Support The Moscow Times!

Radioactive Blueberries Found in Moscow Region

Inspectors found blueberries giving off more than nine times the recommended limit of radiation at a market in Solnechnogorsk. Steven Depolo

Health inspectors have discovered radioactive blueberries on sale in a Moscow region market, local officials have said.

Inspectors from the local animal disease control center found blueberries giving off more than nine times the recommended limit of radiation at the Bazaar food market in Solnechnogorsk, northwest of Moscow, Interfax reported Thursday.

"Veterinary experts in the Solnechnogorsk district have taken measures to withdraw the berries from circulation and destroy the radioactive products," the Moscow Region Veterinary Department said in a statement.


It was not clear where the berries came from or how they were contaminated, but the veterinary department said the owners of the the berries claimed to have purchased them from a company called "Vegetta," based in the town of Dolgoprudny in the Khlebnikov district.

Earlier in July, the Federal Consumer Protection Service said it had found excessive levels of radioactive Cesium 137 in mushrooms, berries and wild boar meat in parts of the Kaluga region affected by fallout from the 1986 Chernobyl nuclear disaster.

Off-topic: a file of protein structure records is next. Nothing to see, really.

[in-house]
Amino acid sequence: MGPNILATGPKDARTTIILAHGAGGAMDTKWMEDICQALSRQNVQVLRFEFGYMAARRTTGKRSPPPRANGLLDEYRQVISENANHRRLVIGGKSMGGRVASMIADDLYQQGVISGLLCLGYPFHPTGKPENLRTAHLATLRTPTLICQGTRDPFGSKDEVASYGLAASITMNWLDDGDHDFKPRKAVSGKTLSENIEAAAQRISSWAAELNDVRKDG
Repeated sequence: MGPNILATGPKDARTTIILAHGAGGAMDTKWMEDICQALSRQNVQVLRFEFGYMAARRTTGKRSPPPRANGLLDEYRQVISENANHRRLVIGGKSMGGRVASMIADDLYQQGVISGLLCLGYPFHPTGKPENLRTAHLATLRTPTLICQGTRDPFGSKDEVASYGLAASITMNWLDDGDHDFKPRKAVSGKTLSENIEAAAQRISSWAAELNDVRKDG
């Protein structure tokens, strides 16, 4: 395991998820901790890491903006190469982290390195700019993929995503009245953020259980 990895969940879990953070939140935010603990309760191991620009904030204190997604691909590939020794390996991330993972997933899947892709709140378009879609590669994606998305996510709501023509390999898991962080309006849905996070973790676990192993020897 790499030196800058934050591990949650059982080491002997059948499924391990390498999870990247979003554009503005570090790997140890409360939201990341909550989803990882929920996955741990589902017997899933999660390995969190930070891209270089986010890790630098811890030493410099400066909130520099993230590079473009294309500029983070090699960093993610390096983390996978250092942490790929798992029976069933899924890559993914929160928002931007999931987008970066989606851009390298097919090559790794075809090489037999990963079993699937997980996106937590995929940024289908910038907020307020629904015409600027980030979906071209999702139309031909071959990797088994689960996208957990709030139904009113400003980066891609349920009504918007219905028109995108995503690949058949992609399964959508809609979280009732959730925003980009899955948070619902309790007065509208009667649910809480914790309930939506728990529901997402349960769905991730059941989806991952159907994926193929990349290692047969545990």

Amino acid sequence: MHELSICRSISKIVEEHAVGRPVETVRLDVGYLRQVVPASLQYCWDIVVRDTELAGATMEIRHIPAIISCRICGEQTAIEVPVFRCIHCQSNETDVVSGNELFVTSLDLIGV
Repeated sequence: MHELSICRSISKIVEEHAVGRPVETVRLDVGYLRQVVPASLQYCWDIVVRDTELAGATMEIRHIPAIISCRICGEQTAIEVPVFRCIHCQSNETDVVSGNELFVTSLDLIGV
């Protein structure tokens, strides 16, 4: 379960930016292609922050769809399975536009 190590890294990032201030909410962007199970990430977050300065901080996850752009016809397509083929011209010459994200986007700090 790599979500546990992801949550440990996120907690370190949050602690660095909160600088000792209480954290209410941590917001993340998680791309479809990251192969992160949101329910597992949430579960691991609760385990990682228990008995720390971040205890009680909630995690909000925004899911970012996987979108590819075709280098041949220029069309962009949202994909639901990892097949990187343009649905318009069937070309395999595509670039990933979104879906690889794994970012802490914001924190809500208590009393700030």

Government health officials advise consumers only to buy products from suppliers who check food for radiation, and to avoid produce of unknown origin if there is a suspicion it could have come from areas affected by Chernobyl fallout, especially parts of the Bryansk region, Ukraine and Belarus.

Read more

Independent journalism isn’t dead. You can help keep it alive.

As the only remaining independent, English-language news source reporting from Russia, The Moscow Times plays a critical role in connecting Russia to the world.

Editorial decisions are made entirely by journalists in our newsroom, who adhere to the highest ethical standards. We fearlessly cover issues that are often considered off-limits or taboo in Russia, from domestic violence and LGBT issues to the climate crisis and a secretive nuclear blast that exposed unknowing doctors to radiation.

Please consider making a one-time donation — or better still a recurring donation — to The Moscow Times to help us continue producing vital, high-quality journalism about the world's largest country.